Thursday, July 12, 2012

Supper Sitting Up

Tonight I decided that, thanks to that stomach flu, I'd been spending quite entirely too much time in my bed lately, and that I would eat my dinner sitting up in a chair instead of sitting up in bed.  This might seem like a "duh" sort of moment to most people, but most people don't experience the kind of pain I usually have when I'm sitting up in a chair.  Several days of only getting up for potty trips were making my tailbone cranky, though, so a foray to a dining room chair was in order.  

I sat up for the duration of my meal, and as long as I could tolerate it afterward, and for a pleasant change, it wasn't pain that drove me back to bed, it was being too chilly and needing to get under my blankets!  So this was a victory for pain-free eating, and I hope, a sign of more meals that I'll be able to enjoy sitting up like a normal person.  Plus I got to half-way dance with my husband while I shuffled around from the chair to the bed, holding onto him instead of using my walker.  And of course, showing off a few more of my new hands-free stand-ups.  :)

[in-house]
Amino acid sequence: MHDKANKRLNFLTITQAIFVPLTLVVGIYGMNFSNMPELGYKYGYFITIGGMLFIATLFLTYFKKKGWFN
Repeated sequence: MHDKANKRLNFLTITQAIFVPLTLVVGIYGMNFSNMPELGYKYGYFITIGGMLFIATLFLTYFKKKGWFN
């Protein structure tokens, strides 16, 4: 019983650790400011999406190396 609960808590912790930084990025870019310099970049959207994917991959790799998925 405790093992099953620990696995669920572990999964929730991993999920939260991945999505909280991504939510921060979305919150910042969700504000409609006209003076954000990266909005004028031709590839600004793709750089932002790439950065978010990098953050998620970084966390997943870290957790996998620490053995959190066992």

Wednesday, July 11, 2012


At some point on this journey, apparently, I have accepted certain realities about my illness.  I realized it today when I had two particular thoughts (I know, two thoughts! In one day even! My brain is on overdrive...): 

1) I wish I didn't still need so much help; and 
2) Wow, I used to wish none of this had happened to me.